There was a time when email inboxes were spam-free. When people only received emails from people and companies they wanted to hear from. When every new email was as exciting as a handwritten letter in the mail from a friend or loved one.
That was about 20 years ago.
Since then, email inboxes have become cluttered with all sorts of junk. Even when it’s not spam per se (because much of that is now caught in spam filters), it’s often email from lists people signed up for once and never bothered to unsubscribe from.
When you open your inbox every morning, you likely spend as much time scrolling though its contents looking for something important as you do actually reading the few important things.
That makes it challenging for your business email to find its way through the morass. Hopefully you’re only emailing people who have opted-in to your communications in the first place — otherwise you’re probably spamming, which we never recommend — but that doesn’t necessarily mean the recipient is even reading your email, much less actually acting upon it.
So you have a couple of hurdles to clear, but let’s focus on the first one: getting the recipient to actually open the email and be excited to read what it contains. To do this, you need a subject line that compels those actions. Here are a few tips for how to craft a compelling subject line:
Be the subject: Maybe it’s not as memorable as “Be the ball” from the classic Caddyshack, but it’s incredibly important regardless. Put yourself in the recipient’s shoes. What would prompt you to open that email? What are the recipients’ needs? How can you fulfill those needs? What language would prompt them to immediate, can’t-wait-another-minute action?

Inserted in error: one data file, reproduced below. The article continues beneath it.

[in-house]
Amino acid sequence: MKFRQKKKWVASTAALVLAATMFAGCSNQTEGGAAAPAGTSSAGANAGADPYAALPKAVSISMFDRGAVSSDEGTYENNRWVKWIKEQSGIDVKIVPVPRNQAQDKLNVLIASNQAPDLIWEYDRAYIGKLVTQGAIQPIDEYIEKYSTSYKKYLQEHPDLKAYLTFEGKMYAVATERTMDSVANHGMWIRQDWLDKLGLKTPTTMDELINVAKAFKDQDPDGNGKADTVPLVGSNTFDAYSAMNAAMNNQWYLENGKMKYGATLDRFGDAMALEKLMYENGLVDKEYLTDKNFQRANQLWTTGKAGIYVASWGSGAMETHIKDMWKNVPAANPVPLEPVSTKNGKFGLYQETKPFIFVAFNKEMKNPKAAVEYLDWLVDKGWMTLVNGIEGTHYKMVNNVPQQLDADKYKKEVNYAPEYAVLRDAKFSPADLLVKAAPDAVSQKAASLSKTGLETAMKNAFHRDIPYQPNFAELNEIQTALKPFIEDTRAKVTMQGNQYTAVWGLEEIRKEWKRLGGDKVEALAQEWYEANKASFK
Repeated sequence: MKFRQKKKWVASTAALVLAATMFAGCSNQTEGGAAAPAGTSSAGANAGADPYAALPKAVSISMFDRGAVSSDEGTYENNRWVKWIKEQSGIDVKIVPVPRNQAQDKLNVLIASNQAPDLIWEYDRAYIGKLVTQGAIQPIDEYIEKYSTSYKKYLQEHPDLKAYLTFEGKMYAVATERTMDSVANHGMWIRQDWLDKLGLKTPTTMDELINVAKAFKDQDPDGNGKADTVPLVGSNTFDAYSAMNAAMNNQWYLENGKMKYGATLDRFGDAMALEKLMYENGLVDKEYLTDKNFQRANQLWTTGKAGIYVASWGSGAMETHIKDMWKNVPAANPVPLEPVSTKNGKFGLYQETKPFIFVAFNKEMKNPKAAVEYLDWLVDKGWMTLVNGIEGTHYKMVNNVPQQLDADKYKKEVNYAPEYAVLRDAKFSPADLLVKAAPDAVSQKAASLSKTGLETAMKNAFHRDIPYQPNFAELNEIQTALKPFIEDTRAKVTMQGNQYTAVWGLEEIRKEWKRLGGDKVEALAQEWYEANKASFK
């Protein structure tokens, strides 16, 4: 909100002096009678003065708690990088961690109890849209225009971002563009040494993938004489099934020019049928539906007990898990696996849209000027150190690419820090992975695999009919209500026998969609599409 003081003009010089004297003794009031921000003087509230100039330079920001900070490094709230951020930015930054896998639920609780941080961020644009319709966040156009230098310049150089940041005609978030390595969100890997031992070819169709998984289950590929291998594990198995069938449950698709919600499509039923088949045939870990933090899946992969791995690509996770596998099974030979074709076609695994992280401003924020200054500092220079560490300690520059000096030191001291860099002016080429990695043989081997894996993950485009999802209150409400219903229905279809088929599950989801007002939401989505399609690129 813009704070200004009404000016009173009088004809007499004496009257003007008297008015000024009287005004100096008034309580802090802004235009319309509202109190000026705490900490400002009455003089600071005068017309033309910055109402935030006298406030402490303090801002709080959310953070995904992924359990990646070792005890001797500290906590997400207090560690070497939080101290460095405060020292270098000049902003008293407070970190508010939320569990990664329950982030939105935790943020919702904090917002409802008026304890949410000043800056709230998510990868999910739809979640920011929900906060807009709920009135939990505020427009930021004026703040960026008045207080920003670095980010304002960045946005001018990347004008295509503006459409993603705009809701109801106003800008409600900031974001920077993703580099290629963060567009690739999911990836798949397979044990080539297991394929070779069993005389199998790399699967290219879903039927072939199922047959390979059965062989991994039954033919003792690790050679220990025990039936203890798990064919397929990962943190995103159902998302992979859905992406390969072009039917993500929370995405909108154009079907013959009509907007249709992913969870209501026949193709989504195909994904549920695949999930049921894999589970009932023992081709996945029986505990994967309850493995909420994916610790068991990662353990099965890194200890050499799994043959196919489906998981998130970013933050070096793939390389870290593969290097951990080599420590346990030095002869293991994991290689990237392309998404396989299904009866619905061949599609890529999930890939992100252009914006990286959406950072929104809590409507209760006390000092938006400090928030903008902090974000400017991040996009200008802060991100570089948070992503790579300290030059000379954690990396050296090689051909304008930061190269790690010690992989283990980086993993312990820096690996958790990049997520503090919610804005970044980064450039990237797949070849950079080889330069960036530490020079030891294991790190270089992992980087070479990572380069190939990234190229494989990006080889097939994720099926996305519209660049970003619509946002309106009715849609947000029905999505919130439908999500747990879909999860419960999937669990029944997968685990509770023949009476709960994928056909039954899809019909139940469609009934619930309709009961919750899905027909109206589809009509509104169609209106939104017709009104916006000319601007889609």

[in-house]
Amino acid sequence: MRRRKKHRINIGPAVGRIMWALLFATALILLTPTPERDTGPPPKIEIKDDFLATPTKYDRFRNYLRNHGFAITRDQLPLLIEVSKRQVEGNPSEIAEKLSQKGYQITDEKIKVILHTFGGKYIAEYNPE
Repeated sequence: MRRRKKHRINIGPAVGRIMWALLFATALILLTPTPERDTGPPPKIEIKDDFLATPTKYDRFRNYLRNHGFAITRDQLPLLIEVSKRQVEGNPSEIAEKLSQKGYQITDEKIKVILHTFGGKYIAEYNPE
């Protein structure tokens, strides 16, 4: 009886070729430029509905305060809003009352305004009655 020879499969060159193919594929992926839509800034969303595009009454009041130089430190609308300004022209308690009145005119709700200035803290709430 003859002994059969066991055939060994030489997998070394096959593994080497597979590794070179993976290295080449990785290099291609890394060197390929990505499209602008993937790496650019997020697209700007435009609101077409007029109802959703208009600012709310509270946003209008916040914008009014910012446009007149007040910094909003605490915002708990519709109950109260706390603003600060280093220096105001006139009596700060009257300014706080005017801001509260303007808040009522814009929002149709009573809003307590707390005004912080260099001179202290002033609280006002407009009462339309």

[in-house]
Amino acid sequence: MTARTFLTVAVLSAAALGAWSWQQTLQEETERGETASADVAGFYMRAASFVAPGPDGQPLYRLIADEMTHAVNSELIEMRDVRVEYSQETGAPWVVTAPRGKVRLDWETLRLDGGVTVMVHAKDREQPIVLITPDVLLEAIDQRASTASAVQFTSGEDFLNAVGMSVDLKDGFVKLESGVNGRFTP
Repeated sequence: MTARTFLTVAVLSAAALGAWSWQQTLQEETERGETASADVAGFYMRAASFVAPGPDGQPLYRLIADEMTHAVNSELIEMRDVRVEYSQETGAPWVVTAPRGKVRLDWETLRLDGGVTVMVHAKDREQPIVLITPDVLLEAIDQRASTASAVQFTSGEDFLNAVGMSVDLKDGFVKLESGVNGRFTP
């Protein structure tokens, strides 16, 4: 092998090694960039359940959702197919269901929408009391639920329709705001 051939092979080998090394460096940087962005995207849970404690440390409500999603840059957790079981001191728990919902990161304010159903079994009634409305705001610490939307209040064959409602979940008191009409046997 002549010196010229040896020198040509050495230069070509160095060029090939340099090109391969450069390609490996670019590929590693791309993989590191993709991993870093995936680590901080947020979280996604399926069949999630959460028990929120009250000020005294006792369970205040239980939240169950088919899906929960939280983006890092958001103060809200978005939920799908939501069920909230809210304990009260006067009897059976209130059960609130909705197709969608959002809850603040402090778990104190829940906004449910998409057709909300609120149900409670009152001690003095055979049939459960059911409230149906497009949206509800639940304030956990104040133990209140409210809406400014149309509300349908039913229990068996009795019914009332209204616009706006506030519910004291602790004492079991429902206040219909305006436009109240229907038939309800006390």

Use verbs that prompt action: Any subject line is better if it includes a verb describing something the recipient can actually act upon: “Win a vacation for two.” “Receive a 40% discount on your first purchase.” “Meet Emmy winner Jim Parsons.” An actionable verb prompts action: opening the email and seeing what they need to do to participate.
Time-sensitive action: This follows the action-verb notion. In addition to prompting action, add a “ticking clock” that prompts action right away. “Get 50% off our premium service — only two days left” compels the reader to act right away. In action movies, the protagonist often has to face a deadline to complete a challenge or face serious consequences. The ticking clock works for the movies, and it will work for you.
Deliver in the body what you promise in the subject line: The fastest way to get your emails unsubscribed — or far worse, to be reported for spam — is to promise one thing in the subject line and deliver another in the email body. The “bait and switch” approach will only destroy your credibility and potentially get you banned by email servers. This includes offers with all sorts of strings attached; of course you’re going to want some action from the lead/customer in return for the promotion, but make it logical and straightforward.
Be sure your subject line doesn’t sound “spammy”: Terms such as “save,” “quote” and “cash” regularly trip spam filters and can send your emails into the spam folder, never to be seen at all. (How often do you check your spam folder? We don’t either.) You’re best to avoid those words or anything else that sounds like a too-good-to-be-true offer